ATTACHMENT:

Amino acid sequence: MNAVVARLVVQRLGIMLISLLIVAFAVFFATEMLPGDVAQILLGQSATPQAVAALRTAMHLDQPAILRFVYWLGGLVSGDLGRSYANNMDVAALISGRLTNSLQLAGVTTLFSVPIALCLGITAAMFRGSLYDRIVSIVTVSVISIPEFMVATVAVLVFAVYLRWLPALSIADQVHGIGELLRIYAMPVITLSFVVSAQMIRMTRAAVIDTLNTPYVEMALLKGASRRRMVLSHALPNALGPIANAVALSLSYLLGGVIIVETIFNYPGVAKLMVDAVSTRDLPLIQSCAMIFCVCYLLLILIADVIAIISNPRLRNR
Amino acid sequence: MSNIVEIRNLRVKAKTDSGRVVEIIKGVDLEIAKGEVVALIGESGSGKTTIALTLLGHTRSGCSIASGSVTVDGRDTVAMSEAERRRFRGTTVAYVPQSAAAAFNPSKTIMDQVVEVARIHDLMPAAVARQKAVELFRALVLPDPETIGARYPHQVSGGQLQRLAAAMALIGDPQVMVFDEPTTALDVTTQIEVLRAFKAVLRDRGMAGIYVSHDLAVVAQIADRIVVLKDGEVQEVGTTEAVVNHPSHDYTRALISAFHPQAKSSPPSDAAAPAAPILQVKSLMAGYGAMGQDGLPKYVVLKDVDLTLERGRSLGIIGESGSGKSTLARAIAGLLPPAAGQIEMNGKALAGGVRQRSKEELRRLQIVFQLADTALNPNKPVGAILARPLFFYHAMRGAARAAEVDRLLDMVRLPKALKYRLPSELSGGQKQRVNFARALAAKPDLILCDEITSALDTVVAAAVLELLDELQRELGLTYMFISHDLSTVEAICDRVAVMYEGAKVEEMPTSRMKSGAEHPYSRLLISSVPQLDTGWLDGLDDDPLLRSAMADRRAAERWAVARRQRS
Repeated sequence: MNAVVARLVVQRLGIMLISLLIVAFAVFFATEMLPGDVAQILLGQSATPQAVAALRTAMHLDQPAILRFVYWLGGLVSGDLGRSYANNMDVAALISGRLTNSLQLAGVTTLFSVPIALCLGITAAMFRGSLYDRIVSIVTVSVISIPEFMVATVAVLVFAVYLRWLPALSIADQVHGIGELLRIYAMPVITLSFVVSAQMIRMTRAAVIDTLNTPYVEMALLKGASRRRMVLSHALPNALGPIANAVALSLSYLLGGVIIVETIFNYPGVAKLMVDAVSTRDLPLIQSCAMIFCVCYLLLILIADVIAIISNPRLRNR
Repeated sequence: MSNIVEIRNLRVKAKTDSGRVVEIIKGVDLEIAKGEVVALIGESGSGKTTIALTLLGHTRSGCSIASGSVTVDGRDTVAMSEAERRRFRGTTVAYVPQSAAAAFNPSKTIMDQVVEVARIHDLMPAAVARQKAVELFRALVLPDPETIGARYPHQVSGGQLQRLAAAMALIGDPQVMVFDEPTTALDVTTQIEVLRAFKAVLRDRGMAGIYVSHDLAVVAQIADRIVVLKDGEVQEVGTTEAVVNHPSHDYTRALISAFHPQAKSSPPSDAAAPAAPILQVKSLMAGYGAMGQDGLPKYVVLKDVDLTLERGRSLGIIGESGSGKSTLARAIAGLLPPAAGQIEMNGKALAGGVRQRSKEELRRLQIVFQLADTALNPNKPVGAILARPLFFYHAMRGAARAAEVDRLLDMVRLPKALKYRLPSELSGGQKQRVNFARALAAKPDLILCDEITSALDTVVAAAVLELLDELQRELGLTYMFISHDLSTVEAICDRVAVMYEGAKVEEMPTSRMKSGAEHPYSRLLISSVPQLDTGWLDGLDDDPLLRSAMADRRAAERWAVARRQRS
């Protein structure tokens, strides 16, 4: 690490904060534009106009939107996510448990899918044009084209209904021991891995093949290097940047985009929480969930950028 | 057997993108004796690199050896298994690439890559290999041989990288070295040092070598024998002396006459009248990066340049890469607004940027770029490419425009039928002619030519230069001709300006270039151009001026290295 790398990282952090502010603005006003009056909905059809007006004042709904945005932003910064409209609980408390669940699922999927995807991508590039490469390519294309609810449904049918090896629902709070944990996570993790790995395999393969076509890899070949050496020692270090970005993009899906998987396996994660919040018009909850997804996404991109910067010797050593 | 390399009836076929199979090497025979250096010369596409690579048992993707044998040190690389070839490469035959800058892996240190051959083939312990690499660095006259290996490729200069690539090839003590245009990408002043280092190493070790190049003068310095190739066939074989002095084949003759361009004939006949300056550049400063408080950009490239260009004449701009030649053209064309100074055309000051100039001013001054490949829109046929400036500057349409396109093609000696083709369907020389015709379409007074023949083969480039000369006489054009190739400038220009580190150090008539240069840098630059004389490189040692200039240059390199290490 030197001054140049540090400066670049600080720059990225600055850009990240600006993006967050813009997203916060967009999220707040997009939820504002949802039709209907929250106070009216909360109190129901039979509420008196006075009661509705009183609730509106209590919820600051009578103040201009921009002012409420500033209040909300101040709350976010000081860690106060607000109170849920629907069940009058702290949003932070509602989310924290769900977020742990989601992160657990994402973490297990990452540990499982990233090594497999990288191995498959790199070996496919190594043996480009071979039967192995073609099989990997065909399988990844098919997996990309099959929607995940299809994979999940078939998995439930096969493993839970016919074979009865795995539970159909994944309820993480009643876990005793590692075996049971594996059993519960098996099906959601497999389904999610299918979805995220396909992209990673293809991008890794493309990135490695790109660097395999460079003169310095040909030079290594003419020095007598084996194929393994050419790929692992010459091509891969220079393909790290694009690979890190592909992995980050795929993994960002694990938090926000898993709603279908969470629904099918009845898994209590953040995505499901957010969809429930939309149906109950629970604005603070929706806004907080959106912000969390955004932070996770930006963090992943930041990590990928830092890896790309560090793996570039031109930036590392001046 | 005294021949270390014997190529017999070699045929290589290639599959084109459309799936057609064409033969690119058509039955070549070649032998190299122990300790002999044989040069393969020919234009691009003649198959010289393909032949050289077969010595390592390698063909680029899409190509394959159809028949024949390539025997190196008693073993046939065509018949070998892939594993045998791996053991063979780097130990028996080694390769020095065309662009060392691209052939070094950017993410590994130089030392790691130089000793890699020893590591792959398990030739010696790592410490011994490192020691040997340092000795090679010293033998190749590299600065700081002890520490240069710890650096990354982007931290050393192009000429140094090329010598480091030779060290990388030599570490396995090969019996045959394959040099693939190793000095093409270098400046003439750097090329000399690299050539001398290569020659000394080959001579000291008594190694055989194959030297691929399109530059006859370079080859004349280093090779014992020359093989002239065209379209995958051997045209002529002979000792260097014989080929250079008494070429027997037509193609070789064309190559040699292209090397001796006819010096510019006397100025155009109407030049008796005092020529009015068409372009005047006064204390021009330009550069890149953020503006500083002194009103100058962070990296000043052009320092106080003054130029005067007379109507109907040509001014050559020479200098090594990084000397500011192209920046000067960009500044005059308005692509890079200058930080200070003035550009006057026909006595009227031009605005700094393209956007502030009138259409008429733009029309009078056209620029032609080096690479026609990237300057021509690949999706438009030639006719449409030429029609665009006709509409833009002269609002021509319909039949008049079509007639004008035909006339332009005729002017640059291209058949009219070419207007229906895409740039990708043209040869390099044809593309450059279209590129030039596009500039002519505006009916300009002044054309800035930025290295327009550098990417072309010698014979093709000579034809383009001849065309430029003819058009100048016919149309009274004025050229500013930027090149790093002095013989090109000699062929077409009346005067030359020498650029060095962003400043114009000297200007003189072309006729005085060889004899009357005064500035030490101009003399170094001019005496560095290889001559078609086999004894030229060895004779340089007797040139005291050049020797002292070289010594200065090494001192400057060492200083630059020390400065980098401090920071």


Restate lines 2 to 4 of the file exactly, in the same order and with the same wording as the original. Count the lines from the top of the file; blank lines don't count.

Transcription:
Amino acid sequence: MSNIVEIRNLRVKAKTDSGRVVEIIKGVDLEIAKGEVVALIGESGSGKTTIALTLLGHTRSGCSIASGSVTVDGRDTVAMSEAERRRFRGTTVAYVPQSAAAAFNPSKTIMDQVVEVARIHDLMPAAVARQKAVELFRALVLPDPETIGARYPHQVSGGQLQRLAAAMALIGDPQVMVFDEPTTALDVTTQIEVLRAFKAVLRDRGMAGIYVSHDLAVVAQIADRIVVLKDGEVQEVGTTEAVVNHPSHDYTRALISAFHPQAKSSPPSDAAAPAAPILQVKSLMAGYGAMGQDGLPKYVVLKDVDLTLERGRSLGIIGESGSGKSTLARAIAGLLPPAAGQIEMNGKALAGGVRQRSKEELRRLQIVFQLADTALNPNKPVGAILARPLFFYHAMRGAARAAEVDRLLDMVRLPKALKYRLPSELSGGQKQRVNFARALAAKPDLILCDEITSALDTVVAAAVLELLDELQRELGLTYMFISHDLSTVEAICDRVAVMYEGAKVEEMPTSRMKSGAEHPYSRLLISSVPQLDTGWLDGLDDDPLLRSAMADRRAAERWAVARRQRS
Repeated sequence: MNAVVARLVVQRLGIMLISLLIVAFAVFFATEMLPGDVAQILLGQSATPQAVAALRTAMHLDQPAILRFVYWLGGLVSGDLGRSYANNMDVAALISGRLTNSLQLAGVTTLFSVPIALCLGITAAMFRGSLYDRIVSIVTVSVISIPEFMVATVAVLVFAVYLRWLPALSIADQVHGIGELLRIYAMPVITLSFVVSAQMIRMTRAAVIDTLNTPYVEMALLKGASRRRMVLSHALPNALGPIANAVALSLSYLLGGVIIVETIFNYPGVAKLMVDAVSTRDLPLIQSCAMIFCVCYLLLILIADVIAIISNPRLRNR
Repeated sequence: MSNIVEIRNLRVKAKTDSGRVVEIIKGVDLEIAKGEVVALIGESGSGKTTIALTLLGHTRSGCSIASGSVTVDGRDTVAMSEAERRRFRGTTVAYVPQSAAAAFNPSKTIMDQVVEVARIHDLMPAAVARQKAVELFRALVLPDPETIGARYPHQVSGGQLQRLAAAMALIGDPQVMVFDEPTTALDVTTQIEVLRAFKAVLRDRGMAGIYVSHDLAVVAQIADRIVVLKDGEVQEVGTTEAVVNHPSHDYTRALISAFHPQAKSSPPSDAAAPAAPILQVKSLMAGYGAMGQDGLPKYVVLKDVDLTLERGRSLGIIGESGSGKSTLARAIAGLLPPAAGQIEMNGKALAGGVRQRSKEELRRLQIVFQLADTALNPNKPVGAILARPLFFYHAMRGAARAAEVDRLLDMVRLPKALKYRLPSELSGGQKQRVNFARALAAKPDLILCDEITSALDTVVAAAVLELLDELQRELGLTYMFISHDLSTVEAICDRVAVMYEGAKVEEMPTSRMKSGAEHPYSRLLISSVPQLDTGWLDGLDDDPLLRSAMADRRAAERWAVARRQRS